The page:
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Kazakhstan: Lace underwear ban sees dozens of women arrested in street protest

The women were protesting against a ban by the Eurasian Economic Commission

Kashmira Gander
Tuesday 18 February 2014 15:57 GMT
A trade ban on synthetic underwear has Russia and her economic allies with their knickers in a twist.
A trade ban on synthetic underwear has Russia and her economic allies with their knickers in a twist. (AP Photo/Vladimir Tretyakov)

30 women were arrested in Kazakhstan on Sunday, yelling “freedom to panties!” and wearing lace underwear on their heads.

Rather than having an unnatural attachment to their lucky underpants, the women were protesting against a trade ban on the sale of lacy lingerie in Kazakhstan Russia and Belarus.

The ruling will see any underwear containing less than 6 per cent cotton banned from being made or imported into the countries.

The demonstration followed a protest on Sunday against a 19percent devaluation of the Kazakhstani tenge currency.

The ban has struck a chord in societies where La Perla and Victoria's Secret are panty paradises compared to Soviet-era cotton underwear, which was often about as flattering and shapely as curtains.

The ban was first outlined in 2010 by the Eurasian Economic Commission, which regulates the customs union, and will be enforced from 1 July, with officials citing that lace does not absorb enough moisture.

But a consumer outcry against it already is reaching a fever pitch.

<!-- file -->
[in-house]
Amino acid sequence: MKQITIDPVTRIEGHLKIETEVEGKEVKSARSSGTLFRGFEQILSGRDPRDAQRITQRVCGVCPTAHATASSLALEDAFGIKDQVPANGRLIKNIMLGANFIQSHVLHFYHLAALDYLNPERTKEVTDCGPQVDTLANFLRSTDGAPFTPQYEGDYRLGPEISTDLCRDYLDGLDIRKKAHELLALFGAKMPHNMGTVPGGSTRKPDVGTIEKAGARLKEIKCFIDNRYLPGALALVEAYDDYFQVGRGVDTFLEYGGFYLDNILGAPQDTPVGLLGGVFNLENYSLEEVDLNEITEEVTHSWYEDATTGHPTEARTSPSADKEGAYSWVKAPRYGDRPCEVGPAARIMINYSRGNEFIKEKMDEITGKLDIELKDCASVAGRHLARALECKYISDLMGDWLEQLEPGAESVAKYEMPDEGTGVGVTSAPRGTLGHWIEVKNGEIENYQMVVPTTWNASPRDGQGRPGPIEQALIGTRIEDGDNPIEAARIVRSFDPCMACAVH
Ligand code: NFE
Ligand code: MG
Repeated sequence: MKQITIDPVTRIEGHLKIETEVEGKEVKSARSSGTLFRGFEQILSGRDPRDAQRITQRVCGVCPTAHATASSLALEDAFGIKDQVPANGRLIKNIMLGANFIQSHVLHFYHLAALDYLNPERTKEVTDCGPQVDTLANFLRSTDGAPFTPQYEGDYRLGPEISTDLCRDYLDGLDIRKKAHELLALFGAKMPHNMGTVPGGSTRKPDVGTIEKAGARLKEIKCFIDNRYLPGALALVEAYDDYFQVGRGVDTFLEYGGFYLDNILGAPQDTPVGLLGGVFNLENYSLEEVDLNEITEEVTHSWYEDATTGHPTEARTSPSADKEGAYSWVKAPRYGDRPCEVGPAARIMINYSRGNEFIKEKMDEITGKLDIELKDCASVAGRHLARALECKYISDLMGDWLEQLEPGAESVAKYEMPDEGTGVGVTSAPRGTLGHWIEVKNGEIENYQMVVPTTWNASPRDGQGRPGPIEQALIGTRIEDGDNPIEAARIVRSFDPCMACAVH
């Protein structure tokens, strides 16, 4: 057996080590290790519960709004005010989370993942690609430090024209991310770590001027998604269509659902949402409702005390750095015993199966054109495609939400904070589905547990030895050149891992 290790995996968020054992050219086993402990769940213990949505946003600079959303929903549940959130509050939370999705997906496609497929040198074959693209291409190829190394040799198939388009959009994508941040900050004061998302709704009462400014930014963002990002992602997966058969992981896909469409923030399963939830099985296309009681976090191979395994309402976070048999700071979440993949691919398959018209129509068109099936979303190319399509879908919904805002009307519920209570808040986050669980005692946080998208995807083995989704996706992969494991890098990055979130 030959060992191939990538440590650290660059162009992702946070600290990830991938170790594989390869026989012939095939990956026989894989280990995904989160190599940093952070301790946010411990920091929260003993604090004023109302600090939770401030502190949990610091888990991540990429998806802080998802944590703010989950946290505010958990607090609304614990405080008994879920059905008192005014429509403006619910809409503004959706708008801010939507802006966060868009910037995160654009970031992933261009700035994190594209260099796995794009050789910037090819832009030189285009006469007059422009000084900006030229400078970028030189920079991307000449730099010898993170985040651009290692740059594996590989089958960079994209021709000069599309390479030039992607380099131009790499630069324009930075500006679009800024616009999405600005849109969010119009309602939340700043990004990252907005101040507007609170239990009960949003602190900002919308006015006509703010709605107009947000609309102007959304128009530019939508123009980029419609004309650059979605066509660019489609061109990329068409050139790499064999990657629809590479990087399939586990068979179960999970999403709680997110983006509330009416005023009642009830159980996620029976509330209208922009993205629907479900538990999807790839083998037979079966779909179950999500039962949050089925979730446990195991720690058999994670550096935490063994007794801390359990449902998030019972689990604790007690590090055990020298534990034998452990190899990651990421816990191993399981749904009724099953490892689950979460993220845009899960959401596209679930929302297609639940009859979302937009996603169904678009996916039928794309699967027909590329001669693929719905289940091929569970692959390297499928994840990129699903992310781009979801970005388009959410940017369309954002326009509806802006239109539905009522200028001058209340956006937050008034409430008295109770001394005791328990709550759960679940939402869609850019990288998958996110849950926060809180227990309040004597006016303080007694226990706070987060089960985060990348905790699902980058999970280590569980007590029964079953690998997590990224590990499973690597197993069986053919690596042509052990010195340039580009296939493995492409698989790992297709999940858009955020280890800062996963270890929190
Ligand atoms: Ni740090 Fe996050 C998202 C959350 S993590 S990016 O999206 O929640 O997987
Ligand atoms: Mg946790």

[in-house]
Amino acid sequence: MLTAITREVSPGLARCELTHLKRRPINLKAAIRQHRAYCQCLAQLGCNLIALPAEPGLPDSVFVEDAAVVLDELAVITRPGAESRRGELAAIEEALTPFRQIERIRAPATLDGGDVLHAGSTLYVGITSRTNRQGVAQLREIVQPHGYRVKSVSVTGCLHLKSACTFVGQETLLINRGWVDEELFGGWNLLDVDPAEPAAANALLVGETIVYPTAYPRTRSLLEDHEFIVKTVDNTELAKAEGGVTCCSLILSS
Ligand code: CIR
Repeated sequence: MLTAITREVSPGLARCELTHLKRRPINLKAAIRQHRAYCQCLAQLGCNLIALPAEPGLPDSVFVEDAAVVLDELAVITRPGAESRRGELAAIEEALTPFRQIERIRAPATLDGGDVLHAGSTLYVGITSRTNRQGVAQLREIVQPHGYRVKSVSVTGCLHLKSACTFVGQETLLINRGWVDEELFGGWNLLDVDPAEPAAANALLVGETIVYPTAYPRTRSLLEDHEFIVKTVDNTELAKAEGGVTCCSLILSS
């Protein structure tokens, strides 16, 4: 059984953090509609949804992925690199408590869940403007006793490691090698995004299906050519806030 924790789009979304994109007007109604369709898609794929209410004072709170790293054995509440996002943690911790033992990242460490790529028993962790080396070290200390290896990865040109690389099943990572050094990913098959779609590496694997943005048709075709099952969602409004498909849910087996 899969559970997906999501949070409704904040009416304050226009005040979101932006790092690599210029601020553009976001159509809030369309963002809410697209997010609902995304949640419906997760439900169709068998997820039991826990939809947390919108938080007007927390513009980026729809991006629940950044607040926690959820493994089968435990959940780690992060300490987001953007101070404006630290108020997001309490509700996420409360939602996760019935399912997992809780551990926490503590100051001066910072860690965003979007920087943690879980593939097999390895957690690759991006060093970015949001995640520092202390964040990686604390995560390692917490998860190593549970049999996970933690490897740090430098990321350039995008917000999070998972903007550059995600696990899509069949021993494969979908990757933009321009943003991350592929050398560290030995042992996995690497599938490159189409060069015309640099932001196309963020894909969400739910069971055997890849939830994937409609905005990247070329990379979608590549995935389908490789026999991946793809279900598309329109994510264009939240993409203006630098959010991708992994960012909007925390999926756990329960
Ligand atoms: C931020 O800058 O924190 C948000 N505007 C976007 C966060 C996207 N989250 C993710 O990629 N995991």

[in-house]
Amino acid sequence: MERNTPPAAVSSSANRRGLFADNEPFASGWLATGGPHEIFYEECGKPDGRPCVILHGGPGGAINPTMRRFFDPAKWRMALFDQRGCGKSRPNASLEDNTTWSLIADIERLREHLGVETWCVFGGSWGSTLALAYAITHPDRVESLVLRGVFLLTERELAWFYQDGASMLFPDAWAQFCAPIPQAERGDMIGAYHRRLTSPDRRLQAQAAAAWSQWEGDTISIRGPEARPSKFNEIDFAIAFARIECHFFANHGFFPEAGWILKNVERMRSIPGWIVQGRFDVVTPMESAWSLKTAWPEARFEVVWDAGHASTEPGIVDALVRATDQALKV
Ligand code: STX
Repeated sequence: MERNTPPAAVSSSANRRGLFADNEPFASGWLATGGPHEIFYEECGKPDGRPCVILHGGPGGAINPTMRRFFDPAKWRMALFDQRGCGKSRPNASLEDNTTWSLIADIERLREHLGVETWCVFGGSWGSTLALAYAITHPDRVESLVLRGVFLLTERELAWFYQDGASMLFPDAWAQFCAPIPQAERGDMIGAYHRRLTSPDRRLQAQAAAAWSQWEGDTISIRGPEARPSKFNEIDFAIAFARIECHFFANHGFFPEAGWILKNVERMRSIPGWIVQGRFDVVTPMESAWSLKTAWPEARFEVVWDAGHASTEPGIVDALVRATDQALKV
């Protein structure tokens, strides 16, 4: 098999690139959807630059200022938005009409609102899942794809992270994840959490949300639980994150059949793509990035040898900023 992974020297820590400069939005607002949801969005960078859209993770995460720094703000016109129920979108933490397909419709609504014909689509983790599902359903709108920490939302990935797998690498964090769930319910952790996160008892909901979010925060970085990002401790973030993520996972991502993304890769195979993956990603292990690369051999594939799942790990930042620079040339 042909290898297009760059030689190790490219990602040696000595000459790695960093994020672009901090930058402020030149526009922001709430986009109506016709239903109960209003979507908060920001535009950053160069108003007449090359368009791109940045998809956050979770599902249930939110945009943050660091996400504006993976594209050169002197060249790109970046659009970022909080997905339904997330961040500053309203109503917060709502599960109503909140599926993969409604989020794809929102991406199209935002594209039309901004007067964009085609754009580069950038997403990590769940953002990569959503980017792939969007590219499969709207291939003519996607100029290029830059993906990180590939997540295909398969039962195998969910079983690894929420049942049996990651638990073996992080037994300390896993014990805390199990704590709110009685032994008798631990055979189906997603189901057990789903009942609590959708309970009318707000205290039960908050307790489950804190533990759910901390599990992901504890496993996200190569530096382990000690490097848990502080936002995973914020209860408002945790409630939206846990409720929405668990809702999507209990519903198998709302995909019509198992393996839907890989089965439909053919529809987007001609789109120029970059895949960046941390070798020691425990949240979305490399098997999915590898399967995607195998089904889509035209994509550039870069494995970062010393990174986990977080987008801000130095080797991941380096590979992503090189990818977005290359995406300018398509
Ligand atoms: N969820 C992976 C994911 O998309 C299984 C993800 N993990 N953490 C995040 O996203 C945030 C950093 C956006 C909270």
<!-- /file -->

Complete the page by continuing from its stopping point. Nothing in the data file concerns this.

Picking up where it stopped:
Others have laughed off the panty ban, seeing it as yet another attempt to add regulations and controls to bureaucracy in the three countries.

"As a rule, lacy underwear is literally snatched off the shelves," said Alisa Sapardiyeva, the manager of DD-Shop, a lingerie store in Moscow.

"If you take that away again, the buyer is going to be the one who suffers the most," she warned.

According to the Russian Textile Businesses Union, more than $4 billion dollars (£2.4bn) worth of underwear is sold in Russia annually, and 80 per cent of the goods sold are foreign made.

Analysts estimate that 90 per cent of lacy underpants would disappear from shop shelves, if the ban goes into effect this summer as planned.

The Eurasian Economic Commission declined to comment on Monday, saying it was preparing to issue a statement about the underwear ban.

"I think [the girls]... will still have the opportunity to wear it (synthetic underwear) whether you can buy it in Russia or not," said 22-year-old Muscovite Trifon Gadzhikasimov, noting that most of his friends travel abroad regularly.

"I think this is just another silly law that shows the ineffectiveness of our government."

Additional reporting by PA

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